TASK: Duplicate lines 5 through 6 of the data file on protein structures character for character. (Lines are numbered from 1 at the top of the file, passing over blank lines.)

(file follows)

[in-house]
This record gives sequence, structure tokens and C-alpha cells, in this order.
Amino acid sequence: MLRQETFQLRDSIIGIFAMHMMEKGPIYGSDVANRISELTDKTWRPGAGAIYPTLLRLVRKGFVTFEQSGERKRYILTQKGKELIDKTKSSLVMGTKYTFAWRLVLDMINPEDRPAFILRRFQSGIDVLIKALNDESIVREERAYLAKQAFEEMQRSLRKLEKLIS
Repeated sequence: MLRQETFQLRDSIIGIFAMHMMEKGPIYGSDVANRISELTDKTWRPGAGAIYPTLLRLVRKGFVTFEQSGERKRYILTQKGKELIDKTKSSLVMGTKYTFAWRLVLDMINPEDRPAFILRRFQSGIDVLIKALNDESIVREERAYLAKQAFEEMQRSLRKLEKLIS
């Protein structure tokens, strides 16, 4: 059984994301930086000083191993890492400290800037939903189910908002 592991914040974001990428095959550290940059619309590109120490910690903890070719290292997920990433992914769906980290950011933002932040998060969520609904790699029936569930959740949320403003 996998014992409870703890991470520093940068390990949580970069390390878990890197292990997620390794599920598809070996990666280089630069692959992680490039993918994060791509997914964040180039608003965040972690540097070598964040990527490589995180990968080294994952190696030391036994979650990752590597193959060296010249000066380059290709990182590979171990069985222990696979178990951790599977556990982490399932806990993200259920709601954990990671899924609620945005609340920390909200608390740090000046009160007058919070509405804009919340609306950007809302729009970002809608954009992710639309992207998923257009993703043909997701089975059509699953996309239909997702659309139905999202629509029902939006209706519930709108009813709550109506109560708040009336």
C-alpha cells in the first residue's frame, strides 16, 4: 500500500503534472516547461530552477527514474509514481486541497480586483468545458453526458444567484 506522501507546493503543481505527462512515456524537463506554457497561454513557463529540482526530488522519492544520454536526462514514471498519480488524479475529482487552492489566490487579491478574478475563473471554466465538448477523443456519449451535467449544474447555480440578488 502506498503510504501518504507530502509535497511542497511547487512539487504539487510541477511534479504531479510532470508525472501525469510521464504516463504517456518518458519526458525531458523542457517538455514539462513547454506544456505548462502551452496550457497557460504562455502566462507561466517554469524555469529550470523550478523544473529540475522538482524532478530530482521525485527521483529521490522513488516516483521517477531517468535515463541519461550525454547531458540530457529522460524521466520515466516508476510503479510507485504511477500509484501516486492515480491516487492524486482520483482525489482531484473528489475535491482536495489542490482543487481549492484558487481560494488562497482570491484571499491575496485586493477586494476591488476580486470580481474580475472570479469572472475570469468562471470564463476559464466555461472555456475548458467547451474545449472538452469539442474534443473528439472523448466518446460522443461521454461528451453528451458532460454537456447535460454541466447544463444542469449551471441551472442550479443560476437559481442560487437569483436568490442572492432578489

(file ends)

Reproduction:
């Protein structure tokens, strides 16, 4: 059984994301930086000083191993890492400290800037939903189910908002 592991914040974001990428095959550290940059619309590109120490910690903890070719290292997920990433992914769906980290950011933002932040998060969520609904790699029936569930959740949320403003 996998014992409870703890991470520093940068390990949580970069390390878990890197292990997620390794599920598809070996990666280089630069692959992680490039993918994060791509997914964040180039608003965040972690540097070598964040990527490589995180990968080294994952190696030391036994979650990752590597193959060296010249000066380059290709990182590979171990069985222990696979178990951790599977556990982490399932806990993200259920709601954990990671899924609620945005609340920390909200608390740090000046009160007058919070509405804009919340609306950007809302729009970002809608954009992710639309992207998923257009993703043909997701089975059509699953996309239909997702659309139905999202629509029902939006209706519930709108009813709550109506109560708040009336």
C-alpha cells in the first residue's frame, strides 16, 4: 500500500503534472516547461530552477527514474509514481486541497480586483468545458453526458444567484 506522501507546493503543481505527462512515456524537463506554457497561454513557463529540482526530488522519492544520454536526462514514471498519480488524479475529482487552492489566490487579491478574478475563473471554466465538448477523443456519449451535467449544474447555480440578488 502506498503510504501518504507530502509535497511542497511547487512539487504539487510541477511534479504531479510532470508525472501525469510521464504516463504517456518518458519526458525531458523542457517538455514539462513547454506544456505548462502551452496550457497557460504562455502566462507561466517554469524555469529550470523550478523544473529540475522538482524532478530530482521525485527521483529521490522513488516516483521517477531517468535515463541519461550525454547531458540530457529522460524521466520515466516508476510503479510507485504511477500509484501516486492515480491516487492524486482520483482525489482531484473528489475535491482536495489542490482543487481549492484558487481560494488562497482570491484571499491575496485586493477586494476591488476580486470580481474580475472570479469572472475570469468562471470564463476559464466555461472555456475548458467547451474545449472538452469539442474534443473528439472523448466518446460522443461521454461528451453528451458532460454537456447535460454541466447544463444542469449551471441551472442550479443560476437559481442560487437569483436568490442572492432578489